New TB Vaccine Fails Trial

One of the most advanced tuberculosis vaccines has failed to protect infants from getting the disease in a clinical trial, but it may be effective in adults.

Feb 4, 2013
Dan Cossins

FLICKR, .:[MELISSA]:.A promising new tuberculosis vaccine failed to offer extra protection compared to the current vaccine when tested on infants, according to trial data published this week (February 4) in The Lancet. Although disappointing, the results do not rule out the possibility that the vaccine may work in adults or that similar vaccines currently in human trials may be effective.

Known as MVA85A, the experimental vaccine is designed to boost immune responses already primed by the only existing vaccine, called Bacille Calmette-Guérin (BCG). Researchers were hopeful the new vaccine would increase the protection offered by BCG, which wears off after a few years and does not protect against pulmonary TB—the most common form of the disease in adolescents and adults. In previous human trials, the MVA85A produced a powerful immune response in adults. But now, in a randomized Phase 2 trial carried out on some 2,800 healthy, BCG-vaccinated South African infants, researchers saw only a negligible improvement in protection.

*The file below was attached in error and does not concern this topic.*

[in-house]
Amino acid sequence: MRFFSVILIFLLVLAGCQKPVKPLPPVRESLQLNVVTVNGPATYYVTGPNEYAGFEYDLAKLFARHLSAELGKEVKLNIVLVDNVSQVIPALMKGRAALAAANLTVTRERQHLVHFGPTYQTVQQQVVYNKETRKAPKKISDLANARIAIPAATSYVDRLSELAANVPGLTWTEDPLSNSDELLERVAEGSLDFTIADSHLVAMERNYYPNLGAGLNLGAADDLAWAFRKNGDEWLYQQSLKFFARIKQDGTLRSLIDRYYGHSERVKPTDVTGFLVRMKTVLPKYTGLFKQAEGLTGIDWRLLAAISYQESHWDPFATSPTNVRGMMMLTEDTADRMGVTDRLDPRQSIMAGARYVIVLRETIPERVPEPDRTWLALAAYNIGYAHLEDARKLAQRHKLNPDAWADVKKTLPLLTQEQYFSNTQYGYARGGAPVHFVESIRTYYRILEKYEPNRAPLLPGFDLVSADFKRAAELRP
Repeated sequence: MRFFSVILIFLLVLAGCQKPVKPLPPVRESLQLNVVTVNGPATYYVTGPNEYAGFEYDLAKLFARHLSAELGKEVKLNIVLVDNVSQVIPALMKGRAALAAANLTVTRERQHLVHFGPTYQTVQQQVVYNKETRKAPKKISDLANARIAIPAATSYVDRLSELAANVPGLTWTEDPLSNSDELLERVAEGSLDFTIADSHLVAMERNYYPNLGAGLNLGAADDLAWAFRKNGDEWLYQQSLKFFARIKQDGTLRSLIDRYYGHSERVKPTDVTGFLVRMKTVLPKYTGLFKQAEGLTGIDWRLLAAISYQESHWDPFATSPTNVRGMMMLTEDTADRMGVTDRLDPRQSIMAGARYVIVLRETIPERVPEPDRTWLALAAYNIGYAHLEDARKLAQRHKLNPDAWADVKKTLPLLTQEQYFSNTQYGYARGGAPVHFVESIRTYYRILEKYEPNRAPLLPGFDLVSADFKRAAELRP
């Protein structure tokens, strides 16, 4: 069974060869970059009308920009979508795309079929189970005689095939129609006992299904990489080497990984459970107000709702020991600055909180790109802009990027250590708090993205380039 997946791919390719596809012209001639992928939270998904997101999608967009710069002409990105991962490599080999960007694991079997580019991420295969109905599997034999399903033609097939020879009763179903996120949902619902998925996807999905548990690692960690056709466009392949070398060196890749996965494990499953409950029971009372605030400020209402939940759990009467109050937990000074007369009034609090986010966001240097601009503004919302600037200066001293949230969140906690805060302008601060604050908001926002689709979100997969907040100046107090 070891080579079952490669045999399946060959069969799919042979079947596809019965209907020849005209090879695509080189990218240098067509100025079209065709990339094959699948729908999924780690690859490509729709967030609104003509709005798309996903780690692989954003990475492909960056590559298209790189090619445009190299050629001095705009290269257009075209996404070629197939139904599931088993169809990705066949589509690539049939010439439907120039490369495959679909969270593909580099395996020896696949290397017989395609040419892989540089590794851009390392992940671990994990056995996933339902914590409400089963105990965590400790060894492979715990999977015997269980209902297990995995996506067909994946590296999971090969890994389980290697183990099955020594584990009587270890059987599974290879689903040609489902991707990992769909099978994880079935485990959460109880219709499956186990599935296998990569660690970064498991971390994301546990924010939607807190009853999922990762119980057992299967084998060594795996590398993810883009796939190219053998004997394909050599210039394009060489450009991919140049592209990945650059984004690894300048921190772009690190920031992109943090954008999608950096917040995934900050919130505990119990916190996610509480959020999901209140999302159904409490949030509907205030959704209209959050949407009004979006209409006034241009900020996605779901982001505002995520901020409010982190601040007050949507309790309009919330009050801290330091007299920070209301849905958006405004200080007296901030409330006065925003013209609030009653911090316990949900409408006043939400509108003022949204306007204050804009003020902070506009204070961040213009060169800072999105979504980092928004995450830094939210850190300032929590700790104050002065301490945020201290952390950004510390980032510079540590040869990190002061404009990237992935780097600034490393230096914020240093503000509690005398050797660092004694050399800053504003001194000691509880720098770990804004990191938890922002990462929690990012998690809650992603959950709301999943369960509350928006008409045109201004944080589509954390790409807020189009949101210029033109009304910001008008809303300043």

In the vaccine group, 13 percent of infants were infected with the TB bacterium over a 2-year period, and 2 percent developed active disease. In the placebo group, 12 percent were infected and 3 percent developed disease. “The vaccine induced modest immune responses against TB in the infants, but these were much lower than those previously seen in adults, and were insufficient to protect against the disease,” the University of Oxford’s Helen McShane, who developed the vaccine, said in a press release.

The results are disappointing, but the study does not consign MVA85A to the scrap heap. It may be effective as a booster to BCG to protect against pulmonary TB in adolescents and adults, for example, Christopher Dye of the World Health Organisation and Paul Fine of the London School of Tropical Medicine argued in an accompanying commentary.